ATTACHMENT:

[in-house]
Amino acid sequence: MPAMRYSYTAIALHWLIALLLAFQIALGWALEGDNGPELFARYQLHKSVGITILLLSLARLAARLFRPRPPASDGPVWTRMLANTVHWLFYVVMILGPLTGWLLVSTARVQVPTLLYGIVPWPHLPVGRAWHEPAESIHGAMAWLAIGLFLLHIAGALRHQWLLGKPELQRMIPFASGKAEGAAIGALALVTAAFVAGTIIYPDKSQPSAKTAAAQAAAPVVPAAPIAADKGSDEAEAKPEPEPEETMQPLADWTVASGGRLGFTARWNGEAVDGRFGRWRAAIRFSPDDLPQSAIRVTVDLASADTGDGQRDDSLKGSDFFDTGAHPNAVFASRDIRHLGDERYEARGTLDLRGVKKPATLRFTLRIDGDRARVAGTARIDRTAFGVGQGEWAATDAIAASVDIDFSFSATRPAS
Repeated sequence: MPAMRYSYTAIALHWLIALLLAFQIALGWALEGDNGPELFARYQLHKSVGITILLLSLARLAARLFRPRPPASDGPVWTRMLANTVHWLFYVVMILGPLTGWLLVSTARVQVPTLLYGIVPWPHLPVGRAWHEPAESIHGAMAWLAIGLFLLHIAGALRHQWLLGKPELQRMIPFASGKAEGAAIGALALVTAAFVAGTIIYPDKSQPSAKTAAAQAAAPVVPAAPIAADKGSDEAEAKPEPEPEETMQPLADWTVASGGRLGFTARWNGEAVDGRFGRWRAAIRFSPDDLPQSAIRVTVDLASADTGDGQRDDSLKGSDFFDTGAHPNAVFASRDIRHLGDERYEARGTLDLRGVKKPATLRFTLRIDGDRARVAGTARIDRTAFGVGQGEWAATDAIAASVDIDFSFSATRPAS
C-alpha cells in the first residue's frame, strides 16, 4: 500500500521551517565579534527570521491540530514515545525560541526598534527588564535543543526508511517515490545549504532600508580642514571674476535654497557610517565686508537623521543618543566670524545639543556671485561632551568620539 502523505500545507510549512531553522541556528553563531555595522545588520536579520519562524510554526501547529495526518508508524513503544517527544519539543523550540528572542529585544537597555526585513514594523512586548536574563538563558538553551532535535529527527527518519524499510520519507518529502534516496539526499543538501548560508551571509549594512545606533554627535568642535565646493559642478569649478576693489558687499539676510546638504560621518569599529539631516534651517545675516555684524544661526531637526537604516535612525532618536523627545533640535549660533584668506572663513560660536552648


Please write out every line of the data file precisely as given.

[in-house]
Amino acid sequence: MPAMRYSYTAIALHWLIALLLAFQIALGWALEGDNGPELFARYQLHKSVGITILLLSLARLAARLFRPRPPASDGPVWTRMLANTVHWLFYVVMILGPLTGWLLVSTARVQVPTLLYGIVPWPHLPVGRAWHEPAESIHGAMAWLAIGLFLLHIAGALRHQWLLGKPELQRMIPFASGKAEGAAIGALALVTAAFVAGTIIYPDKSQPSAKTAAAQAAAPVVPAAPIAADKGSDEAEAKPEPEPEETMQPLADWTVASGGRLGFTARWNGEAVDGRFGRWRAAIRFSPDDLPQSAIRVTVDLASADTGDGQRDDSLKGSDFFDTGAHPNAVFASRDIRHLGDERYEARGTLDLRGVKKPATLRFTLRIDGDRARVAGTARIDRTAFGVGQGEWAATDAIAASVDIDFSFSATRPAS
Repeated sequence: MPAMRYSYTAIALHWLIALLLAFQIALGWALEGDNGPELFARYQLHKSVGITILLLSLARLAARLFRPRPPASDGPVWTRMLANTVHWLFYVVMILGPLTGWLLVSTARVQVPTLLYGIVPWPHLPVGRAWHEPAESIHGAMAWLAIGLFLLHIAGALRHQWLLGKPELQRMIPFASGKAEGAAIGALALVTAAFVAGTIIYPDKSQPSAKTAAAQAAAPVVPAAPIAADKGSDEAEAKPEPEPEETMQPLADWTVASGGRLGFTARWNGEAVDGRFGRWRAAIRFSPDDLPQSAIRVTVDLASADTGDGQRDDSLKGSDFFDTGAHPNAVFASRDIRHLGDERYEARGTLDLRGVKKPATLRFTLRIDGDRARVAGTARIDRTAFGVGQGEWAATDAIAASVDIDFSFSATRPAS
C-alpha cells in the first residue's frame, strides 16, 4: 500500500521551517565579534527570521491540530514515545525560541526598534527588564535543543526508511517515490545549504532600508580642514571674476535654497557610517565686508537623521543618543566670524545639543556671485561632551568620539 502523505500545507510549512531553522541556528553563531555595522545588520536579520519562524510554526501547529495526518508508524513503544517527544519539543523550540528572542529585544537597555526585513514594523512586548536574563538563558538553551532535535529527527527518519524499510520519507518529502534516496539526499543538501548560508551571509549594512545606533554627535568642535565646493559642478569649478576693489558687499539676510546638504560621518569599529539631516534651517545675516555684524544661526531637526537604516535612525532618536523627545533640535549660533584668506572663513560660536552648